In 1999, Carolyn DeFord's mother went to the grocery store and never came back. Leona DeClair Kinsey, of Puyallup and Yakama descent, has been missing for the last two decades, and last week, DeFord told state legislators that her family hasn't received help or media attention beyond the actions of small activist groups since.
"And so her case just sits in a desk, in a file cabinet, in a back room that you have to have somebody else take, you know, scheduled time to go find her folder," DeFord told legislators.
Leona LeClair Kinsey's case is part of what is described by friends and family members of missing and murdered indigenous women as an enormous and overlooked problem, one enabled by a gap in tribal, state, and federal jurisdictions that allows perpetrators to act with impunity. But it's also a problem that's been historically difficult to quantify and track. Two years ago, the Canadian government launched its own inquiry into the issue, and on Wednesday, Washington state legislators in the House of Representatives unanimously approved a bill directing the Washington State Patrol to study the problem, too.
"It's an issue that we hear about in Native community a lot," Elisabeth Guard, an associate at Native law firm Galanda Broadman, told The Stranger. "It's not an issue that's highly reported outside of Indian media, so I think it's important for the non-Native community to see what an issue it is."
According to data from the Department of Justice, indigenous women face astronomical rates of violence. A Department of Justice report published in 2010 concluded that American Indian and Alaska Native women are 1.7 times more likely than white women to experience violent crime within the last year and are more likely to experience violence from an interracial perpetrator. An estimated 56 percent surveyed in the National Intimate Partner and Sexual Violence Survey (NISVS) said that they had experienced sexual violence, and 55.5 percent reported physical violence from a partner. Another study from the Centers for Disease Control and Prevention published last year reported that American Indian/Alaska Native women died at higher rates of homicide than any other group.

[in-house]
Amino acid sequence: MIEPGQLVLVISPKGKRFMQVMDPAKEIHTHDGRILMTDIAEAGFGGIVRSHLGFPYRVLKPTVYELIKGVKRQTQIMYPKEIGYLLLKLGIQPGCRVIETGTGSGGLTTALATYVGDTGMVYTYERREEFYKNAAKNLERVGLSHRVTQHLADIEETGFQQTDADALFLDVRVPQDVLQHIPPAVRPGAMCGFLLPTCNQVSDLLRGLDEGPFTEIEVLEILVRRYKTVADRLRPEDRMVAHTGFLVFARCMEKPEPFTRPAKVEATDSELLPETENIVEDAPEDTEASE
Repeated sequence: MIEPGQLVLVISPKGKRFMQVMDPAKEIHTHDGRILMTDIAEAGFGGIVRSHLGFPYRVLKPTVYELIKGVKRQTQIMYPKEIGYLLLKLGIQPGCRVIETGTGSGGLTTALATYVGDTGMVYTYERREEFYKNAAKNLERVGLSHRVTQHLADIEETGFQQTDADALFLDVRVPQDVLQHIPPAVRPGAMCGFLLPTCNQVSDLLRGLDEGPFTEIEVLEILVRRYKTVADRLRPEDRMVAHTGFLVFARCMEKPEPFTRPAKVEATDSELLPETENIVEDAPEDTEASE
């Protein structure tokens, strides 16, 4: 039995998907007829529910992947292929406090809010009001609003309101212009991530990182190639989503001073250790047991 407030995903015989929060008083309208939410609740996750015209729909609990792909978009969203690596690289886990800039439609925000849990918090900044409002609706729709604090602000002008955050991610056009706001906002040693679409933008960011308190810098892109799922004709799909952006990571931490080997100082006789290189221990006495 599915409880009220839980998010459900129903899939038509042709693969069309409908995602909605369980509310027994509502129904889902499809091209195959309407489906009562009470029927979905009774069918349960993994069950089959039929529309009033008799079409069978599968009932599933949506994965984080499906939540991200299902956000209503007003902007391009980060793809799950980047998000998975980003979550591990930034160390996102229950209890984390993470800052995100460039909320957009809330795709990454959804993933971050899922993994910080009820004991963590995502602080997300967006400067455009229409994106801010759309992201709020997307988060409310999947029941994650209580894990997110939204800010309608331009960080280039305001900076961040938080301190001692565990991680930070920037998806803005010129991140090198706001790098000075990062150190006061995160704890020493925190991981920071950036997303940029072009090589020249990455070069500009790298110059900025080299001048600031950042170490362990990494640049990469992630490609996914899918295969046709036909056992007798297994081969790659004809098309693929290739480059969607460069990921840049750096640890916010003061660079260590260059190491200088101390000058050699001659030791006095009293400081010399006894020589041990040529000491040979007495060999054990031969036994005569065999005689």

But the names of missing indigenous women often don't make it onto the state's missing and unidentified persons list. At last week's legislative hearing, Captain Monica Alexander of the Washington State Patrol testified that neither Kinsey's name, nor the name of another missing indigenous woman from South Seattle, were being tracked by the Patrol's missing person's unit.
One of the first comprehensive studies on violence against indigenous women, published by Amnesty International in 2006, criticized the jurisdictional problems that prevented these crimes from being tracked and prosecuted. "The US government has interfered with the ability of tribal justice systems to respond to crimes of sexual violence by underfunding tribal justice systems, prohibiting tribal courts from trying non-Indian suspects and limiting the custodial sentences which tribal courts can impose for any one offence," Amnesty reported at the time. And while federal prosecutors have the ability to file cases against perpetrators of violence against indigenous women, Amnesty's research concluded that authorities often chose not to prosecute them.
In the absence of a system to document abuse across tribal, state, and federal jurisdictions, the Washington State bill, if it passes the Senate, would direct the Washington state patrol to work with tribes and the governor's office of Indian affairs to generate a report identifying the scale of the problem, and barriers to addressing it, by June of 2019.
"We just do not have a centralized database that can demonstrate how many Native women are missing in this country," Guard, of Galanda Broadman, said. "Until we have that figure, we don't know how to address that problem. I think this is a really good first step for Washington to take."